Pregnancies among women over 30 years has surpassed the number among women in their 20s for the first time ever.
The rise in pregnancies of older women, in England and Wales, is due to women spending more time in education, work and the rising opportunity costs of childbearing.
As a result, the pregnancy rate of older women have more than doubled for those aged 40 and over since 1990, according to the Office of National Statistics.
In 2017, there were 395,856 pregnancies among women in their 20s and 398,284 among women aged 30.
The increase in older pregnancies was met by an all-time-low of rates in women aged 25 and under. Women aged 40 and over were the only group to see an increase in their pregnancy rate (2.6 per cent).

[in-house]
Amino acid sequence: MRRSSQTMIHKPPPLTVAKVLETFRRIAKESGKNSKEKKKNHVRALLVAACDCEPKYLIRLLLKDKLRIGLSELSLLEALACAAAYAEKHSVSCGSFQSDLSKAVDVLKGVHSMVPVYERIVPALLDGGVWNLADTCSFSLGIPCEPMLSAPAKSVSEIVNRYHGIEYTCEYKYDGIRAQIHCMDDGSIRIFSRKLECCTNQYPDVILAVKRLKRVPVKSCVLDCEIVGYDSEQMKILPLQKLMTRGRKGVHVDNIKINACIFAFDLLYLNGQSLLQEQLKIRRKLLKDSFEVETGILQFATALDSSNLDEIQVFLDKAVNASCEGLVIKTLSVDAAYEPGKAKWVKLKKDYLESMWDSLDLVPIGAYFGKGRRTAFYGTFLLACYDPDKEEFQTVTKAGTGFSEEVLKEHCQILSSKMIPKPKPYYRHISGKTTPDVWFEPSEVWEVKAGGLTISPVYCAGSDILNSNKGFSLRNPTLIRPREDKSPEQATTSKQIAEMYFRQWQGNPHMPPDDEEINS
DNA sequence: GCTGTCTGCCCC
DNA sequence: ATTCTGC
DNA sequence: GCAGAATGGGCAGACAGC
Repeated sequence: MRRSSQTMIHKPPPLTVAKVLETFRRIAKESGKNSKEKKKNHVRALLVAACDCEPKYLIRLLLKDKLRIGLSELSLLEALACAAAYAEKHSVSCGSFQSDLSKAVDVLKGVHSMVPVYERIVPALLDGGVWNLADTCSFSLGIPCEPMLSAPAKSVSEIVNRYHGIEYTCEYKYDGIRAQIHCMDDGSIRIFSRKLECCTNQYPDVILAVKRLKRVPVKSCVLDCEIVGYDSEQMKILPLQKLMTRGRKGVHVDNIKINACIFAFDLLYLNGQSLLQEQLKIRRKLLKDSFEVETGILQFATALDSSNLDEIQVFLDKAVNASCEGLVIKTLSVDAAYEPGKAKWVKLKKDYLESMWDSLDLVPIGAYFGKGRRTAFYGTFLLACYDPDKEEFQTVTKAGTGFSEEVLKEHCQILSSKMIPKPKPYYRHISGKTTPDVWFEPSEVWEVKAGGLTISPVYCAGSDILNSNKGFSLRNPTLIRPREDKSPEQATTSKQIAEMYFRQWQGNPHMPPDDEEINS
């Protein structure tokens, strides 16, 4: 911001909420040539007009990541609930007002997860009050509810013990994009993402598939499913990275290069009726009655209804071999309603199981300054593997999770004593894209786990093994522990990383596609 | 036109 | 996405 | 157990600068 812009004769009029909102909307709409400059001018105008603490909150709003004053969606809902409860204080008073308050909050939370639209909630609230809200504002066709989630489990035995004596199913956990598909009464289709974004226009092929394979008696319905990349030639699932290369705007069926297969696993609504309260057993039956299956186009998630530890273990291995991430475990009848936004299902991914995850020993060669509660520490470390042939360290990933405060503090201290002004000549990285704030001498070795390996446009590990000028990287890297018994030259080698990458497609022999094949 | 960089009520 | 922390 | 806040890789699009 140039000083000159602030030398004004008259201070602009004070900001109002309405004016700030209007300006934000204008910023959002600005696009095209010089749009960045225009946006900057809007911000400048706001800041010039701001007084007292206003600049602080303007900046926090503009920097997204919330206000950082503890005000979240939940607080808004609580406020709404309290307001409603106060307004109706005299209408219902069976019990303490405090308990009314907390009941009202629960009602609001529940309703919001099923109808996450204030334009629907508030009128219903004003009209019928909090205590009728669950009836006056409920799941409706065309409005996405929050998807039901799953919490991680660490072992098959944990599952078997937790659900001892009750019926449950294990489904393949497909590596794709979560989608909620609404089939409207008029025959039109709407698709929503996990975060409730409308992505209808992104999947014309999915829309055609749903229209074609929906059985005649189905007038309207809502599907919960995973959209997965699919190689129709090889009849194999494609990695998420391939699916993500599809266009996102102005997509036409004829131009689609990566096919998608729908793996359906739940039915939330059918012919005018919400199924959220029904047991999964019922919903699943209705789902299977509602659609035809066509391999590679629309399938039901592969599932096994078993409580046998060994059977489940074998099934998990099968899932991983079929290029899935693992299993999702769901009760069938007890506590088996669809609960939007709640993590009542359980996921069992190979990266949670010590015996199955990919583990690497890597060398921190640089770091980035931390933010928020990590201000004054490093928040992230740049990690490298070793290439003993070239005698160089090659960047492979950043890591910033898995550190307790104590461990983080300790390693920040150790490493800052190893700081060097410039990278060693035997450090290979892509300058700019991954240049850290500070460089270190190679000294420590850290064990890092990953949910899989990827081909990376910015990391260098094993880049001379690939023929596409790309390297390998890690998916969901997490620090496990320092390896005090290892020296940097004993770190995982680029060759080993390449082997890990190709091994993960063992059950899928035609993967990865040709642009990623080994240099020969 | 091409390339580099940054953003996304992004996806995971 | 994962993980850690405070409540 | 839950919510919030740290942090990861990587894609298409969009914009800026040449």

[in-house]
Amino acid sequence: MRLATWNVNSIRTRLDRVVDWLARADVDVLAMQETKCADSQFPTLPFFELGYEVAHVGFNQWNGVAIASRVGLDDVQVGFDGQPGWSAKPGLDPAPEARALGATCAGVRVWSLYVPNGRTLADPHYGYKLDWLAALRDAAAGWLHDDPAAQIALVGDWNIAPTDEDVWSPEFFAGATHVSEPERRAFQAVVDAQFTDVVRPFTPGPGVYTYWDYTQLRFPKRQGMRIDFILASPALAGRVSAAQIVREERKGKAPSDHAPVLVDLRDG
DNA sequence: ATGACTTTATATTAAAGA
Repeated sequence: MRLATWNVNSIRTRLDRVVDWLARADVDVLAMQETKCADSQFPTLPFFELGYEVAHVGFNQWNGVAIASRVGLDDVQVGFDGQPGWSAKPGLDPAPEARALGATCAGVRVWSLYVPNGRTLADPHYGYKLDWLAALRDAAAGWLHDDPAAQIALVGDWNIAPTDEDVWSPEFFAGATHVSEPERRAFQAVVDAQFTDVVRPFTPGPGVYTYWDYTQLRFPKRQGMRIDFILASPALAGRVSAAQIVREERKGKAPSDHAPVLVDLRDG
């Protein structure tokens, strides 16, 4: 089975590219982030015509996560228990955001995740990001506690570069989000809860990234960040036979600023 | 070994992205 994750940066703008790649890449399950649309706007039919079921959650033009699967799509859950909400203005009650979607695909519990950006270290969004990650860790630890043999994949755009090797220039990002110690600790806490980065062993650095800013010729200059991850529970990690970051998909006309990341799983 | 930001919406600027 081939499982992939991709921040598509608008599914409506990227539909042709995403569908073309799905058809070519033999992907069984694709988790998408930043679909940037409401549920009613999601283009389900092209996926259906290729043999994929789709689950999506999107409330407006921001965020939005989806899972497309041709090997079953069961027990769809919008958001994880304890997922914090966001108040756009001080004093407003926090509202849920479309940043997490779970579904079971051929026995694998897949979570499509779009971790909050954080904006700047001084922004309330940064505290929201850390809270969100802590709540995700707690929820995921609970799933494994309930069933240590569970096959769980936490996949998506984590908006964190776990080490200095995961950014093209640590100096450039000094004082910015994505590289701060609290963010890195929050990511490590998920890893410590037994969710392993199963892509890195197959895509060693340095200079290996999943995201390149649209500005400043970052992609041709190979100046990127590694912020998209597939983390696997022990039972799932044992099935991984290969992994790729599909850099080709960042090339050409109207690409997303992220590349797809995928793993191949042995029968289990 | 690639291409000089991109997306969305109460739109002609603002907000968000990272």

Teenage pregnancies are also in decline, with 18 teenagers out of every 1,000 getting pregnant in 2017, compared to 48 out of 1,000 teenagers at the start of the 1990s.
Kathryn Littleboy, from the ONS’s vital statistics, explained: “Conception rates for women aged under 18 years in England and Wales decreased for the tenth year running in 2017.”
“Possible reasons for the continued decrease in teenage conception rates include improved sex and relationship education, better access to contraceptives and increased participation in higher education.”
The ONS figures also revealed the highest proportion of pregnancies outside of marriage or civil partnership ever recorded in England and Wales, at 58.7 per cent.